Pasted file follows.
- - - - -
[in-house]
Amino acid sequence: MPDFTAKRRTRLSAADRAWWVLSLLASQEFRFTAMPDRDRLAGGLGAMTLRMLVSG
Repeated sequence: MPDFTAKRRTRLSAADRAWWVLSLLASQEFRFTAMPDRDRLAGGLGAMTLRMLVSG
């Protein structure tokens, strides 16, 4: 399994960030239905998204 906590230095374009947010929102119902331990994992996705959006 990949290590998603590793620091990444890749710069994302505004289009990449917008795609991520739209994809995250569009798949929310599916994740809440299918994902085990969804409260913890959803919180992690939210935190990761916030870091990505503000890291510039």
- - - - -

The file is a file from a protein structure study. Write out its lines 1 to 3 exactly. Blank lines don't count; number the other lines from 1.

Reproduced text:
[in-house]
Amino acid sequence: MPDFTAKRRTRLSAADRAWWVLSLLASQEFRFTAMPDRDRLAGGLGAMTLRMLVSG
Repeated sequence: MPDFTAKRRTRLSAADRAWWVLSLLASQEFRFTAMPDRDRLAGGLGAMTLRMLVSG